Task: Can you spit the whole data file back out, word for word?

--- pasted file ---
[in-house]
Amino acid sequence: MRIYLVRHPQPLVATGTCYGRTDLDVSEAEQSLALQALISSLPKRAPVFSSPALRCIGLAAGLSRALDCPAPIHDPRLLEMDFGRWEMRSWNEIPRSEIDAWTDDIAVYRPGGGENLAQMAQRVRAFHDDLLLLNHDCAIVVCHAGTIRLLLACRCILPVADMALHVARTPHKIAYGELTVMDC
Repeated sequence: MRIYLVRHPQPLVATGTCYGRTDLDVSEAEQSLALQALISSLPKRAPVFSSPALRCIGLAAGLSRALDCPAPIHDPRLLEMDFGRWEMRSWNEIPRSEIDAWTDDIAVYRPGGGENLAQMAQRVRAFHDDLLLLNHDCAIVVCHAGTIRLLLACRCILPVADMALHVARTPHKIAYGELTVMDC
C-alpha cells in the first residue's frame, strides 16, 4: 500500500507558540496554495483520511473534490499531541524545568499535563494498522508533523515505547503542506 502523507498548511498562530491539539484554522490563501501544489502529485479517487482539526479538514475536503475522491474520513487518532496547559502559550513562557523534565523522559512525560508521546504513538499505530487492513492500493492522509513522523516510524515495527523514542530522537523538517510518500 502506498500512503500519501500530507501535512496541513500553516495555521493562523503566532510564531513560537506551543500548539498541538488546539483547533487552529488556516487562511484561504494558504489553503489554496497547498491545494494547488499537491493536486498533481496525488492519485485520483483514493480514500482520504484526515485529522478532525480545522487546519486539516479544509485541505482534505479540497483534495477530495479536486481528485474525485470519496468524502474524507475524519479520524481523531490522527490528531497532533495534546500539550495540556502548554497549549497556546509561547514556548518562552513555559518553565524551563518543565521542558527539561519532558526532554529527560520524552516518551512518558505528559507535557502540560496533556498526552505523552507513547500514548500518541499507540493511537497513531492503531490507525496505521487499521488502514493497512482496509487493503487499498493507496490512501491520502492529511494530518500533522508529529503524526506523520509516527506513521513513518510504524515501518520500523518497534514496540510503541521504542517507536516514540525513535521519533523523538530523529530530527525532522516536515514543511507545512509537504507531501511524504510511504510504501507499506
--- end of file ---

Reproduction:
[in-house]
Amino acid sequence: MRIYLVRHPQPLVATGTCYGRTDLDVSEAEQSLALQALISSLPKRAPVFSSPALRCIGLAAGLSRALDCPAPIHDPRLLEMDFGRWEMRSWNEIPRSEIDAWTDDIAVYRPGGGENLAQMAQRVRAFHDDLLLLNHDCAIVVCHAGTIRLLLACRCILPVADMALHVARTPHKIAYGELTVMDC
Repeated sequence: MRIYLVRHPQPLVATGTCYGRTDLDVSEAEQSLALQALISSLPKRAPVFSSPALRCIGLAAGLSRALDCPAPIHDPRLLEMDFGRWEMRSWNEIPRSEIDAWTDDIAVYRPGGGENLAQMAQRVRAFHDDLLLLNHDCAIVVCHAGTIRLLLACRCILPVADMALHVARTPHKIAYGELTVMDC
C-alpha cells in the first residue's frame, strides 16, 4: 500500500507558540496554495483520511473534490499531541524545568499535563494498522508533523515505547503542506 502523507498548511498562530491539539484554522490563501501544489502529485479517487482539526479538514475536503475522491474520513487518532496547559502559550513562557523534565523522559512525560508521546504513538499505530487492513492500493492522509513522523516510524515495527523514542530522537523538517510518500 502506498500512503500519501500530507501535512496541513500553516495555521493562523503566532510564531513560537506551543500548539498541538488546539483547533487552529488556516487562511484561504494558504489553503489554496497547498491545494494547488499537491493536486498533481496525488492519485485520483483514493480514500482520504484526515485529522478532525480545522487546519486539516479544509485541505482534505479540497483534495477530495479536486481528485474525485470519496468524502474524507475524519479520524481523531490522527490528531497532533495534546500539550495540556502548554497549549497556546509561547514556548518562552513555559518553565524551563518543565521542558527539561519532558526532554529527560520524552516518551512518558505528559507535557502540560496533556498526552505523552507513547500514548500518541499507540493511537497513531492503531490507525496505521487499521488502514493497512482496509487493503487499498493507496490512501491520502492529511494530518500533522508529529503524526506523520509516527506513521513513518510504524515501518520500523518497534514496540510503541521504542517507536516514540525513535521519533523523538530523529530530527525532522516536515514543511507545512509537504507531501511524504510511504510504501507499506